Tag Archives: bell mountain series by lee duigon

Another Crass Commercial Message (from Me)

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By now, I think, most of the regular visitors to my blog have already bought my books. But I live in hope that every day brings visitors who’ve never been here before and haven’t heard of my books.

Well, it’s easy to find out all about them. Just click “Books” at the top of the page, and you’ll see covers, descriptions, and sample chapters of all nine in the series–with No. 10, The Silver Trumpet, currently being made ready for publication.

Sorry for the commercial, but I do have to do this now and then.


Editing ‘The Silver Trumpet’

I’ve just finished going over the first edits of Bell Mountain No. 10, The Silver Trumpet. I’m always amazed at the errors that can crop up in a manuscript–but we’re repairing them. And Kirk DouPonce will be on board to create the cover at. As you can see by the example above, he does good work!

And now I’m tired, it’s over 90 degrees outside today, and I’ve got to unwind before supper.

Sometimes I like to listen to shows dealing with paranormal phenomena, spooky stuff, etc. Here and there you find a truly puzzling case. You also find a lot of twaddle. I usually run out of patience when they start talking about “unexplained mysteries.” Uh, if they’ve been explained, then they aren’t mysteries anymore, are they?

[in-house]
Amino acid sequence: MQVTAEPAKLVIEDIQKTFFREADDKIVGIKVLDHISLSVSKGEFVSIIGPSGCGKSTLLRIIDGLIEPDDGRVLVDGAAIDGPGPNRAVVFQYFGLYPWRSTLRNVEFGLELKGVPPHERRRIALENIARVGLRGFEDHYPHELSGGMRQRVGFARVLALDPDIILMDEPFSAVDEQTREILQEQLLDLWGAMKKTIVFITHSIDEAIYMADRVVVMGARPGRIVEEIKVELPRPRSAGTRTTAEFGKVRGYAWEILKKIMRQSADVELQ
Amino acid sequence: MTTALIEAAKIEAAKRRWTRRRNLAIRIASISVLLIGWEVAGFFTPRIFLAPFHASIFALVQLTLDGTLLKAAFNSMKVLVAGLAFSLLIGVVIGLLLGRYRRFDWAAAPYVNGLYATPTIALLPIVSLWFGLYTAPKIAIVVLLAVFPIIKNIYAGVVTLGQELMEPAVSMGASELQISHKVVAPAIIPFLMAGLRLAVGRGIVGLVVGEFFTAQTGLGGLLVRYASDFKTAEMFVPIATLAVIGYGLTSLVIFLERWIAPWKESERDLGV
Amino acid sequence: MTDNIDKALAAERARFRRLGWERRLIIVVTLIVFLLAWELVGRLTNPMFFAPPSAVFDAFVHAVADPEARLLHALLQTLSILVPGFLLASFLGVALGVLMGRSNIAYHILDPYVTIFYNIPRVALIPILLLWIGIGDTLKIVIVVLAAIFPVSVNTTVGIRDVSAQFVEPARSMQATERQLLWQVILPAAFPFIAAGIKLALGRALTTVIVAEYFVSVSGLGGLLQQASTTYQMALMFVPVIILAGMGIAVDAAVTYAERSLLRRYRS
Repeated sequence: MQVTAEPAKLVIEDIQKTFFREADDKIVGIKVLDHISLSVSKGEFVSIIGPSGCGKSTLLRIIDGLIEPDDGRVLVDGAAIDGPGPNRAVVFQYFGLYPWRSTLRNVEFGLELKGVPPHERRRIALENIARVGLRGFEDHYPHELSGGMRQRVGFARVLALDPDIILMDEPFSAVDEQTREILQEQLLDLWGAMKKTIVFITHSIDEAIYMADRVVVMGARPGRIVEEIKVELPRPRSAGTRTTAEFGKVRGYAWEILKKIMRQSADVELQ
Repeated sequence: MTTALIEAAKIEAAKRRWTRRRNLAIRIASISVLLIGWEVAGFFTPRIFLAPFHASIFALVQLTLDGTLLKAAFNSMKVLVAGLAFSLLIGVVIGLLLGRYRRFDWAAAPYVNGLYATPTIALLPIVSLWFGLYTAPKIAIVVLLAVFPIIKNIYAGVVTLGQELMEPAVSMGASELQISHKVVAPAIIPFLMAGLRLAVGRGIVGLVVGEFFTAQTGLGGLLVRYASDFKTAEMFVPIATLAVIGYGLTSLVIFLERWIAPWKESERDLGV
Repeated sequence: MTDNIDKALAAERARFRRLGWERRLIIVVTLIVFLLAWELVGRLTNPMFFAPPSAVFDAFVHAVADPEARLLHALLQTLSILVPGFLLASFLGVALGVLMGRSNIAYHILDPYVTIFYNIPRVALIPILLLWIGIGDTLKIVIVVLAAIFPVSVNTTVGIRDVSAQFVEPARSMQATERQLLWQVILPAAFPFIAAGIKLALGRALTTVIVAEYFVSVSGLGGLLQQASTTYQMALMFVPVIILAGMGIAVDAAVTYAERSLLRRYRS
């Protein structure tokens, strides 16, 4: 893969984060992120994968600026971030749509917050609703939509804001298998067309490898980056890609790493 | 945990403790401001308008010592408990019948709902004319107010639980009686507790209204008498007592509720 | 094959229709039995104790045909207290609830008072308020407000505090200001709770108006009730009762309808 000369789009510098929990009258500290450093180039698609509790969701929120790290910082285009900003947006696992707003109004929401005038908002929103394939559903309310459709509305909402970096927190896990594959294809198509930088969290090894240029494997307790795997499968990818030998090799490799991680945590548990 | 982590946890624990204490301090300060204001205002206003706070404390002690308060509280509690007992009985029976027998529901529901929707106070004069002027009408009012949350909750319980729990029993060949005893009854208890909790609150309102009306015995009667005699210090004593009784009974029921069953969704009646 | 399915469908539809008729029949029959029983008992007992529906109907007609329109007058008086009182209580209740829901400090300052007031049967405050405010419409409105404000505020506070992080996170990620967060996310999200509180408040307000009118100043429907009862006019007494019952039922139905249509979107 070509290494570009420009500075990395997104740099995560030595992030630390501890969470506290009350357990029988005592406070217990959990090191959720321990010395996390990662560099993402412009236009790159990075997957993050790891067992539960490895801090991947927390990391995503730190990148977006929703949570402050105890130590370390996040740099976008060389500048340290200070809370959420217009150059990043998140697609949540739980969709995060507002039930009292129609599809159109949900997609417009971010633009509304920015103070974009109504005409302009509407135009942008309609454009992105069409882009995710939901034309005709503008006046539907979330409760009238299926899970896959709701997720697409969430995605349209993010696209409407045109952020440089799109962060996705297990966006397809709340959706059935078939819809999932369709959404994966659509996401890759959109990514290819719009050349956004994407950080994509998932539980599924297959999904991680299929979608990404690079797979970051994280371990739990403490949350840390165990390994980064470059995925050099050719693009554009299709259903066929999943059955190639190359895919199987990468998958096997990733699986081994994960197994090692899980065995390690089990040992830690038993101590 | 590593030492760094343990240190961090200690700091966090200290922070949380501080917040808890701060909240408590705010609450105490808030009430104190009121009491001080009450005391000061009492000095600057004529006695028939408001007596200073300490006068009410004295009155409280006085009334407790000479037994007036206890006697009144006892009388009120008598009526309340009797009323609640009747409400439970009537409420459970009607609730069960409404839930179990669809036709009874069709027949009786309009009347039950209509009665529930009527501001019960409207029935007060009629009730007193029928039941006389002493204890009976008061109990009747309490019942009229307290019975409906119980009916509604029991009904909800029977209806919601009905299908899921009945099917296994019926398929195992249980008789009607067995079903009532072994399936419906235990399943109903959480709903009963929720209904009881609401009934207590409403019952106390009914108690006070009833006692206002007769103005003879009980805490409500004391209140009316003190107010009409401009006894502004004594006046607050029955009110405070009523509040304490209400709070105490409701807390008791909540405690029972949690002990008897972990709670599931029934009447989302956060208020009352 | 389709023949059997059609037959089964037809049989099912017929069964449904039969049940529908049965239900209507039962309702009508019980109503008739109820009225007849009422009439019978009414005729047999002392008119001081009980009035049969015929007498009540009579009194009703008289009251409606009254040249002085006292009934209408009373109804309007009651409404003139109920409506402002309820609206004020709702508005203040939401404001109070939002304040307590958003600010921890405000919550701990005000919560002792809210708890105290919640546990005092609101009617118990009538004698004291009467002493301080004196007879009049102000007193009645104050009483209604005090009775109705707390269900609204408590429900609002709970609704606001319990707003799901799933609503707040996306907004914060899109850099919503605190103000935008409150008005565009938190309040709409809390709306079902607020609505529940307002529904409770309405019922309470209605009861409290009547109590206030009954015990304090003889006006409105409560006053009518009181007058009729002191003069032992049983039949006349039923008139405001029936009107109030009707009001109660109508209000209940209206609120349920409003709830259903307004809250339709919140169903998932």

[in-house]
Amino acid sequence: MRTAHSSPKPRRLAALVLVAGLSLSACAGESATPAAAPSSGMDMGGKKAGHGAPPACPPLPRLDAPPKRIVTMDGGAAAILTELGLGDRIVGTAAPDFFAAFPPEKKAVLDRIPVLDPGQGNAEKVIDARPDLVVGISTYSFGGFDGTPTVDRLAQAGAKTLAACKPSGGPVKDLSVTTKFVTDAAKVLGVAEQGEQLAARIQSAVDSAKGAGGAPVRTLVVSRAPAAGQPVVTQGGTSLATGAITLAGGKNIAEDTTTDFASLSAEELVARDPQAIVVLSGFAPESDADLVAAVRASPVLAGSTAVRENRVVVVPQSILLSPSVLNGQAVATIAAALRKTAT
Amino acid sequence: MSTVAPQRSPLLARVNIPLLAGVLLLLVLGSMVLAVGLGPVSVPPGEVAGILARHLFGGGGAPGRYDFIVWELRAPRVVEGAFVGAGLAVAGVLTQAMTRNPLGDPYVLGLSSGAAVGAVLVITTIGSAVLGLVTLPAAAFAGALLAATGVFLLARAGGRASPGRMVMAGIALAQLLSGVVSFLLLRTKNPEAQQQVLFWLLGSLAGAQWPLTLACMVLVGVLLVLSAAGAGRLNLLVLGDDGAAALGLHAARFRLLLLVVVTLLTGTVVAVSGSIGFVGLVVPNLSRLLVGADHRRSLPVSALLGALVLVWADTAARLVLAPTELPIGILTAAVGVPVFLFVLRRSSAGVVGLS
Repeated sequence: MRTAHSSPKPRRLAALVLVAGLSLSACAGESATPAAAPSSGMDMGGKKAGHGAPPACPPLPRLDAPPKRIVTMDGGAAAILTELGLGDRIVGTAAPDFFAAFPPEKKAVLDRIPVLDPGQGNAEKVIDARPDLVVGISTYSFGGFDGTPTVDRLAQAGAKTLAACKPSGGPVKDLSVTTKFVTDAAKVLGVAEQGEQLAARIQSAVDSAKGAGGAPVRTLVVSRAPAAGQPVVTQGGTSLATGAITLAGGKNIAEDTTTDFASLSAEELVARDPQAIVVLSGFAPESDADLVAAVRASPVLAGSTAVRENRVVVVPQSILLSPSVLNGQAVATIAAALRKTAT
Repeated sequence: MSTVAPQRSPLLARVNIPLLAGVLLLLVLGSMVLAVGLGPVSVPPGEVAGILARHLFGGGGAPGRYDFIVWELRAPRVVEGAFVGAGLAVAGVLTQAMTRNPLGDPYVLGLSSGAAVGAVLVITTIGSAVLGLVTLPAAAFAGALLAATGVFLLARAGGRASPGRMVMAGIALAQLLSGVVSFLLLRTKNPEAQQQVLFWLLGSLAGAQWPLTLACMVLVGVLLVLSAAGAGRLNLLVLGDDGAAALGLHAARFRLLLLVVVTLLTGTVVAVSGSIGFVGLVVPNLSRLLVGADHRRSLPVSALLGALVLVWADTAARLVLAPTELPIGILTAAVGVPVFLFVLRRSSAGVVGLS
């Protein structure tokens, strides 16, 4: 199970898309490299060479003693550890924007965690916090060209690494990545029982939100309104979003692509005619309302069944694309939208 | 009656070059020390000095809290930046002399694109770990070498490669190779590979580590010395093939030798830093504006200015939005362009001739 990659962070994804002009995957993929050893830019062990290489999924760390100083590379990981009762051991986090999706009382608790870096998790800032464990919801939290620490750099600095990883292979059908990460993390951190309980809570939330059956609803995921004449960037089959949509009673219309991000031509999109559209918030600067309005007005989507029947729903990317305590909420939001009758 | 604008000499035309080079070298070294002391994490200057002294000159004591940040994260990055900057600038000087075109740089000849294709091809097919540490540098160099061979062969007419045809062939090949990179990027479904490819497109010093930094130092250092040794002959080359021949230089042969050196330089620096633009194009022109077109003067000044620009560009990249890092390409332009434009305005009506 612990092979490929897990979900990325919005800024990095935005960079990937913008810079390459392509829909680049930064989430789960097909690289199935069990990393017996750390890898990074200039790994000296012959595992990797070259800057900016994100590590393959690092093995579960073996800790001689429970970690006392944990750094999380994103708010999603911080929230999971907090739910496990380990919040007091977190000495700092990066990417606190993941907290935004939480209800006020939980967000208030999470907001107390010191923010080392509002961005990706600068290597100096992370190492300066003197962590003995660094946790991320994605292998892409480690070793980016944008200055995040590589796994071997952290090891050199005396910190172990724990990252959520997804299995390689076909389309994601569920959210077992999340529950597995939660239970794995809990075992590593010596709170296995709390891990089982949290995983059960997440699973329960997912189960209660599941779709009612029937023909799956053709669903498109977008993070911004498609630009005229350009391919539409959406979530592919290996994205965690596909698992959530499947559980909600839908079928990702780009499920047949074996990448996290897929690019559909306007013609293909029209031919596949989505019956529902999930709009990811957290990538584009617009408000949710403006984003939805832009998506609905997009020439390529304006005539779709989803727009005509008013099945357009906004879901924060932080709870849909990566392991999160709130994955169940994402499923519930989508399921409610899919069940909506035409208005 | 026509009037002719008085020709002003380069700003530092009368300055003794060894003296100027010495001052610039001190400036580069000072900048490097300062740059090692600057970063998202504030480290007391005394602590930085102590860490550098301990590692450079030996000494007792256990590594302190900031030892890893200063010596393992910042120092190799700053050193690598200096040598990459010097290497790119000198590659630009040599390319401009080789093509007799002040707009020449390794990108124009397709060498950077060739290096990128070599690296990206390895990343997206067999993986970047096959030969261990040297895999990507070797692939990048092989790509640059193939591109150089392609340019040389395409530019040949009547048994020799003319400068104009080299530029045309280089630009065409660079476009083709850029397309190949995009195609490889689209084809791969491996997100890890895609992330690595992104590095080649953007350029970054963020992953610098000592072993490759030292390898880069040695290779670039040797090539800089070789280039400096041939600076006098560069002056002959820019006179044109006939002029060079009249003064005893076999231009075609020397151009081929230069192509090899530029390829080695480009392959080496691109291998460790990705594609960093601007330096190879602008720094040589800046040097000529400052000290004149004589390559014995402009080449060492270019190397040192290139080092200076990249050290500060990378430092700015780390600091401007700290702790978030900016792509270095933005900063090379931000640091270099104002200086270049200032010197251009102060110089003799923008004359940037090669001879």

Still haven’t got Robbie eating normally again. *sigh* We’ll see what the vet says when we bring her in. Thank you all for your prayers, and please keep them coming.


Hooray! Progress!

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Okay! Thirteen chapters of The Temptation are written, typed, and ready to be sent to my editor, Susan. I have no idea how to do that anymore, but my wife does. Today she succeeded in sending edited articles, and they actually got there. It’ll take me a while to learn the new procedure.

Meanwhile, Book No. 10, The Silver Trumpet, has gone through its first cycle of editing–my copy editor’s name is Kathy, and she’s great–and is waiting for me to go over it. We need cover art, a blurb, etc.

Now all we need is for Robbie, our cat, to start getting better. The medicinal ear gel is easy to administer, and we pray it will kick in soon.

For the time being, exhaustion is setting in…


I’m Still Writing a Book

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One of the unusual animals you’ll encounter in my books…

Don’t let anyone tell you writing a fantasy novel is easy.

Somehow today I have finished another half-dozen chapters in my new Bell Mountain book, The Temptation (No. 11 in the series), which is beginning to live up to its title. I give God the glory for that.

Robbie is all wiped out from her visit to the vet, Peep is hissing and growling at us because we have a vet’s office smell on us, Patty is trying to do more paperwork for Aunt Joan’s Medicaid while fearing for the health of our poor cat, and our poor country is being torn apart by lunatics. Other than that, everything’s just ticketty-boo.

The book soldiers on. Lord Chutt might be cracking up, and maybe the whole city of Obann with him. We shall see. I won’t know what happens till I write it.


How Bad Should Your Bad Guys Be?

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People think it’s easy and fun to create villains for your fiction. Fun, yes; easy, no.

Don’t worry, I won’t make one of those political jokes. “I stop one step short of making them as bad as Hillary Clinton.” Oops.